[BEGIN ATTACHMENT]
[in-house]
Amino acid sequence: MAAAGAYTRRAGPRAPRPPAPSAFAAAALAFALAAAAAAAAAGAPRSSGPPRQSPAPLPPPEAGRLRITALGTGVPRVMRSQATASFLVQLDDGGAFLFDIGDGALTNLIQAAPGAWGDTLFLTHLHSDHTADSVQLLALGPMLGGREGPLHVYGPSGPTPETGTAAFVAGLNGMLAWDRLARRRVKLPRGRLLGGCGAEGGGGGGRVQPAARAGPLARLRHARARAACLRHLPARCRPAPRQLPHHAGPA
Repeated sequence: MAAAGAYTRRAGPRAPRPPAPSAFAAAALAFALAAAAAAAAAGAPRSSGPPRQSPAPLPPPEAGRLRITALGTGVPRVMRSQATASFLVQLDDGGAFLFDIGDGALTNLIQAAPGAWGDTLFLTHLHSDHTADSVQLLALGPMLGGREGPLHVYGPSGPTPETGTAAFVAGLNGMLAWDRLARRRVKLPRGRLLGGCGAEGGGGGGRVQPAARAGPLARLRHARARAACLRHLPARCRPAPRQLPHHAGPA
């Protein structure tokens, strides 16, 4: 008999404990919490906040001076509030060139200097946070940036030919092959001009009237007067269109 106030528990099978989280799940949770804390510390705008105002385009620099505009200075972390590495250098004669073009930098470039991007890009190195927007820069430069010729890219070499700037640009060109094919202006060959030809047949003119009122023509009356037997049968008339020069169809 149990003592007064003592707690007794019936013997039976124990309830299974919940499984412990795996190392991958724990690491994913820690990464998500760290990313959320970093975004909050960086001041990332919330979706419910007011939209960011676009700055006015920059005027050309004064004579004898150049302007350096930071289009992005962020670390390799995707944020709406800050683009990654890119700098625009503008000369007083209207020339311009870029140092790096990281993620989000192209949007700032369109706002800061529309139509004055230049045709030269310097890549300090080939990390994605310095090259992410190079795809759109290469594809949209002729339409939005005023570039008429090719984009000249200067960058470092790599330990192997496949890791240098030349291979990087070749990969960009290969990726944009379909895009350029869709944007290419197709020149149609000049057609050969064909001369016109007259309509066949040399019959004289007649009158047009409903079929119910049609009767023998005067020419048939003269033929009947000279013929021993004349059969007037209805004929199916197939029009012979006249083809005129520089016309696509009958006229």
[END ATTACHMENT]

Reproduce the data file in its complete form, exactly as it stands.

[in-house]
Amino acid sequence: MAAAGAYTRRAGPRAPRPPAPSAFAAAALAFALAAAAAAAAAGAPRSSGPPRQSPAPLPPPEAGRLRITALGTGVPRVMRSQATASFLVQLDDGGAFLFDIGDGALTNLIQAAPGAWGDTLFLTHLHSDHTADSVQLLALGPMLGGREGPLHVYGPSGPTPETGTAAFVAGLNGMLAWDRLARRRVKLPRGRLLGGCGAEGGGGGGRVQPAARAGPLARLRHARARAACLRHLPARCRPAPRQLPHHAGPA
Repeated sequence: MAAAGAYTRRAGPRAPRPPAPSAFAAAALAFALAAAAAAAAAGAPRSSGPPRQSPAPLPPPEAGRLRITALGTGVPRVMRSQATASFLVQLDDGGAFLFDIGDGALTNLIQAAPGAWGDTLFLTHLHSDHTADSVQLLALGPMLGGREGPLHVYGPSGPTPETGTAAFVAGLNGMLAWDRLARRRVKLPRGRLLGGCGAEGGGGGGRVQPAARAGPLARLRHARARAACLRHLPARCRPAPRQLPHHAGPA
């Protein structure tokens, strides 16, 4: 008999404990919490906040001076509030060139200097946070940036030919092959001009009237007067269109 106030528990099978989280799940949770804390510390705008105002385009620099505009200075972390590495250098004669073009930098470039991007890009190195927007820069430069010729890219070499700037640009060109094919202006060959030809047949003119009122023509009356037997049968008339020069169809 149990003592007064003592707690007794019936013997039976124990309830299974919940499984412990795996190392991958724990690491994913820690990464998500760290990313959320970093975004909050960086001041990332919330979706419910007011939209960011676009700055006015920059005027050309004064004579004898150049302007350096930071289009992005962020670390390799995707944020709406800050683009990654890119700098625009503008000369007083209207020339311009870029140092790096990281993620989000192209949007700032369109706002800061529309139509004055230049045709030269310097890549300090080939990390994605310095090259992410190079795809759109290469594809949209002729339409939005005023570039008429090719984009000249200067960058470092790599330990192997496949890791240098030349291979990087070749990969960009290969990726944009379909895009350029869709944007290419197709020149149609000049057609050969064909001369016109007259309509066949040399019959004289007649009158047009409903079929119910049609009767023998005067020419048939003269033929009947000279013929021993004349059969007037209805004929199916197939029009012979006249083809005129520089016309696509009958006229």